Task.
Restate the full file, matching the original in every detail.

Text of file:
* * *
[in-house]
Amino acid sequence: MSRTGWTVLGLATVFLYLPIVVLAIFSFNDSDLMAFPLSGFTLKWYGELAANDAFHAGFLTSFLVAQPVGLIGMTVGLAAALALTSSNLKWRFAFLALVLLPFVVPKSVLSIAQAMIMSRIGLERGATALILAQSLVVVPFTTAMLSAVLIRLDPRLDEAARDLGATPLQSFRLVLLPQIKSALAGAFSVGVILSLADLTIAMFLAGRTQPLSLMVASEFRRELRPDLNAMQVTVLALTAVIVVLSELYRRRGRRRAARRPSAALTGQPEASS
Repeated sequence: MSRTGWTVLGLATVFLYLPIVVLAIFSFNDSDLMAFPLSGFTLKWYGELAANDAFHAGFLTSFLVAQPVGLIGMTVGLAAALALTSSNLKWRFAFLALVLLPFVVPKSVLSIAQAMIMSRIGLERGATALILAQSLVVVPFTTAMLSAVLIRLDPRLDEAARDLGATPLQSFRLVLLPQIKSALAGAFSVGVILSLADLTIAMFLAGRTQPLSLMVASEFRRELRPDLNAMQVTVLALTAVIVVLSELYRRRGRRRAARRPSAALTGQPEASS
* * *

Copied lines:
[in-house]
Amino acid sequence: MSRTGWTVLGLATVFLYLPIVVLAIFSFNDSDLMAFPLSGFTLKWYGELAANDAFHAGFLTSFLVAQPVGLIGMTVGLAAALALTSSNLKWRFAFLALVLLPFVVPKSVLSIAQAMIMSRIGLERGATALILAQSLVVVPFTTAMLSAVLIRLDPRLDEAARDLGATPLQSFRLVLLPQIKSALAGAFSVGVILSLADLTIAMFLAGRTQPLSLMVASEFRRELRPDLNAMQVTVLALTAVIVVLSELYRRRGRRRAARRPSAALTGQPEASS
Repeated sequence: MSRTGWTVLGLATVFLYLPIVVLAIFSFNDSDLMAFPLSGFTLKWYGELAANDAFHAGFLTSFLVAQPVGLIGMTVGLAAALALTSSNLKWRFAFLALVLLPFVVPKSVLSIAQAMIMSRIGLERGATALILAQSLVVVPFTTAMLSAVLIRLDPRLDEAARDLGATPLQSFRLVLLPQIKSALAGAFSVGVILSLADLTIAMFLAGRTQPLSLMVASEFRRELRPDLNAMQVTVLALTAVIVVLSELYRRRGRRRAARRPSAALTGQPEASS